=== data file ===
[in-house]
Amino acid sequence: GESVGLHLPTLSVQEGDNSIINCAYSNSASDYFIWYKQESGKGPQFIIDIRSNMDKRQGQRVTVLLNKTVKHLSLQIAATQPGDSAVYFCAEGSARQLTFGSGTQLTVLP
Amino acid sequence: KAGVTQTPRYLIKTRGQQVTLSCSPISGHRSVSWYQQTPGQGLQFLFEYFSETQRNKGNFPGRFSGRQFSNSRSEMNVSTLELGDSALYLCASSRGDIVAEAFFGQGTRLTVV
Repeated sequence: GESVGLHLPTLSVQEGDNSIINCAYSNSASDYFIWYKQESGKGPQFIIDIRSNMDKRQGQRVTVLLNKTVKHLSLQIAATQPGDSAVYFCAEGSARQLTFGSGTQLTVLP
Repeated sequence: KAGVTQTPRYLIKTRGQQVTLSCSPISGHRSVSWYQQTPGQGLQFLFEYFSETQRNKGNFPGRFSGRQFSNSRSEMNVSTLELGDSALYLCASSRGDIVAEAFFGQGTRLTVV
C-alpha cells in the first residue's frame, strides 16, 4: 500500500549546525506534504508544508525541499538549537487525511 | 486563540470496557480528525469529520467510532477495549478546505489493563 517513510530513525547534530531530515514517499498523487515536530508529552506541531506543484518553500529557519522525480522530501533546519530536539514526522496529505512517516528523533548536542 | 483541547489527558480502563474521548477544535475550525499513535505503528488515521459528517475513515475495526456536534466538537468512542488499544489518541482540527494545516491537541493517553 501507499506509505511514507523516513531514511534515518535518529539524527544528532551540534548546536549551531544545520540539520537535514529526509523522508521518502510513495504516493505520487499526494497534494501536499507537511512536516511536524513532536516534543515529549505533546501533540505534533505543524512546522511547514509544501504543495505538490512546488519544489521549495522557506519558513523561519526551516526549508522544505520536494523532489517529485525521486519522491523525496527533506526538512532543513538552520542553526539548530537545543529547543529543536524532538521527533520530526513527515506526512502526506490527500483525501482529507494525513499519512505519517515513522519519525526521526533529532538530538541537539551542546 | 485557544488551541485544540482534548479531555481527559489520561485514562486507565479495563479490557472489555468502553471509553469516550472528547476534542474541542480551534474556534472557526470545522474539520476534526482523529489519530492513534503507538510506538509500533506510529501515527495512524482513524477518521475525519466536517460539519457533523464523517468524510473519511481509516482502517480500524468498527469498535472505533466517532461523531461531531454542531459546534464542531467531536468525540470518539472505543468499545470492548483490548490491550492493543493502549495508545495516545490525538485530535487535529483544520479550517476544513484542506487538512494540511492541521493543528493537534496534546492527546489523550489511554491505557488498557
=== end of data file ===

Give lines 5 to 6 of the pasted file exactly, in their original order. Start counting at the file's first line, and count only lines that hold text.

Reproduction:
Repeated sequence: KAGVTQTPRYLIKTRGQQVTLSCSPISGHRSVSWYQQTPGQGLQFLFEYFSETQRNKGNFPGRFSGRQFSNSRSEMNVSTLELGDSALYLCASSRGDIVAEAFFGQGTRLTVV
C-alpha cells in the first residue's frame, strides 16, 4: 500500500549546525506534504508544508525541499538549537487525511 | 486563540470496557480528525469529520467510532477495549478546505489493563 517513510530513525547534530531530515514517499498523487515536530508529552506541531506543484518553500529557519522525480522530501533546519530536539514526522496529505512517516528523533548536542 | 483541547489527558480502563474521548477544535475550525499513535505503528488515521459528517475513515475495526456536534466538537468512542488499544489518541482540527494545516491537541493517553 501507499506509505511514507523516513531514511534515518535518529539524527544528532551540534548546536549551531544545520540539520537535514529526509523522508521518502510513495504516493505520487499526494497534494501536499507537511512536516511536524513532536516534543515529549505533546501533540505534533505543524512546522511547514509544501504543495505538490512546488519544489521549495522557506519558513523561519526551516526549508522544505520536494523532489517529485525521486519522491523525496527533506526538512532543513538552520542553526539548530537545543529547543529543536524532538521527533520530526513527515506526512502526506490527500483525501482529507494525513499519512505519517515513522519519525526521526533529532538530538541537539551542546 | 485557544488551541485544540482534548479531555481527559489520561485514562486507565479495563479490557472489555468502553471509553469516550472528547476534542474541542480551534474556534472557526470545522474539520476534526482523529489519530492513534503507538510506538509500533506510529501515527495512524482513524477518521475525519466536517460539519457533523464523517468524510473519511481509516482502517480500524468498527469498535472505533466517532461523531461531531454542531459546534464542531467531536468525540470518539472505543468499545470492548483490548490491550492493543493502549495508545495516545490525538485530535487535529483544520479550517476544513484542506487538512494540511492541521493543528493537534496534546492527546489523550489511554491505557488498557